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UK DRI and Eisai award funding to test new blood biomarker for Parkinson’s disease

Blood Sample Angellodeco Shutterstock Copy

UK DRI is thrilled to announce that Group Leader Dr Tim Bartels, UK DRI at UCL, has been awarded funding to test a promising new biomarker for Parkinson’s disease. Working collaboratively with Eisai, one of the world’s leading research based pharmaceutical companies, a newly hired postdoctoral researcher will build on preliminary work from the group with the aim of improving diagnosis of the condition.

Dr Tim Bartels and his group investigate the structure of brain proteins adversely affected in neurodegenerative disease, for example, α-synuclein, which builds-up or aggregates in the neurones of people with Parkinson’s disease. The team recently discovered that α-synuclein can take on a complex but stable shape known as a helically folded tetramer, which prevents it from aggregating in disease. It has been observed that harmful mutations of the α-synuclein gene (SNCA) force the tetramer to destabilise, promoting aggregation of single α-synuclein proteins (monomers). Based on these findings, Dr Bartels’ group believe that determining the ratio of aggregating monomers to stable tetramers could represent a robust biomarker of Parkinson’s disease and facilitate diagnosis of the condition in the clinic.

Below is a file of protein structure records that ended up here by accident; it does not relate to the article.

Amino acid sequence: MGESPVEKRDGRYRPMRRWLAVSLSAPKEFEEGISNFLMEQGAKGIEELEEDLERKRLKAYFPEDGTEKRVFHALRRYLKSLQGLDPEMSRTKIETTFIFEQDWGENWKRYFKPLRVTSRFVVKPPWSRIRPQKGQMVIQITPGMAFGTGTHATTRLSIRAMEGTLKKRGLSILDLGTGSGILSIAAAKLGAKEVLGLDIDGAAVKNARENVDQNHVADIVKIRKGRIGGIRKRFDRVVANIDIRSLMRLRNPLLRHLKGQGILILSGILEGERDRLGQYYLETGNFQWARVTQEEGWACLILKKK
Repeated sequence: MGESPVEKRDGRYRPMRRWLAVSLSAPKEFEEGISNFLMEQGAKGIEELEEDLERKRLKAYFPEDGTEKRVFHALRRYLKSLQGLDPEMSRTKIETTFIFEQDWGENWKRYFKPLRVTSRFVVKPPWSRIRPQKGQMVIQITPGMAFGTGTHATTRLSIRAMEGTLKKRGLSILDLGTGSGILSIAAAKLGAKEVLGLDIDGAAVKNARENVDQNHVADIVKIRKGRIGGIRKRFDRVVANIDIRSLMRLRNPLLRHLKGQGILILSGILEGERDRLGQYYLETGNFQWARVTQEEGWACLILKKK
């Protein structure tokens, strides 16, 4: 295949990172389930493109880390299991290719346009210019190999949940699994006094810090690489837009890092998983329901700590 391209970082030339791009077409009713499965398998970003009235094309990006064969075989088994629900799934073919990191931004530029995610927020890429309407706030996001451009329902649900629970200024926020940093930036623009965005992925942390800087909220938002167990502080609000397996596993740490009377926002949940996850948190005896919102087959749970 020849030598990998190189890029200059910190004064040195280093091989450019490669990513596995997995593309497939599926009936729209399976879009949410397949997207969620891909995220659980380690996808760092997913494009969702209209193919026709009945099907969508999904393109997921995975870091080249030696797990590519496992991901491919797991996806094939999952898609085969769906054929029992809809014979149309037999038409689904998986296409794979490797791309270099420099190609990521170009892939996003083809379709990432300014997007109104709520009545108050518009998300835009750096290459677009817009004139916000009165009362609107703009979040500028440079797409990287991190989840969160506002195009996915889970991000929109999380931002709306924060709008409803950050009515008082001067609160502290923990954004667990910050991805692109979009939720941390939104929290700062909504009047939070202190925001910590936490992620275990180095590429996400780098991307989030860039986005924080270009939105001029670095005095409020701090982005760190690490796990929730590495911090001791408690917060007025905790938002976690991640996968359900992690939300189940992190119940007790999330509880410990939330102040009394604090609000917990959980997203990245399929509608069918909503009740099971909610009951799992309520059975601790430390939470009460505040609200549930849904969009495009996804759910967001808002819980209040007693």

This opens the unique opportunity to validate our results as a viable biomarker for existing and prodromal Parkinson’s disease Dr Tim Bartels, Group Leader at UK DRI at UCL

To achieve this, the group has developed a technique which enables them to assess the ratio of monomer to tetramer in blood, where α-synuclein is also found, which can give clues as to detrimental events occurring in the brain. Dr Bartels has already produced exciting results showing that a shift in the monomer/tetramer ratio in blood correlates to clinical diagnosis of Parkinson’s disease and could even be used in similar diseases, known as the α-synucleinopathies, including dementia with Lewy bodies.

During this three-year collaborative award, the Bartels lab will work closely with the team at Eisai to expand on this preliminary work in a larger cohort of people living with the disease. They aim to improve the efficiency and accuracy of their biomarker test by using antibodies which can distinguish the different forms of α-synuclein. If successful, an additional benefit of the test will be in monitoring the effects of potential treatments for α-synucleinopathies in future clinical trials.

On receiving the award, Dr Tim Bartels, said:

“Given the promising preliminary data that we have acquired together with Queen’s Square Hospital, we are really excited to extend our biomarker study and bring it to a high-throughput format. This opens the unique opportunity to validate our results as a viable biomarker for existing and prodromal Parkinson’s disease”

In this second round of the joint UK DRI-Eisai funding award, researchers were invited to propose novel research projects in the field of neurodegeneration that may ultimately lead to transformative medicines for those living with dementia. The award provides £221,000 for a new three-year postdoctoral researcher to undertake the project with additional resources for reagents or other expenses. The postdoc will benefit from both the UK DRI’s state-of-the-art research facilities and Eisai’s drug discovery and translational expertise, and attendance at an annual one-day workshop to discuss the ongoing work. Details of the successful projects from the first round can be found here.

 

Article published: 29 September 2020
Banner image: angellodeco/Shutterstock.com

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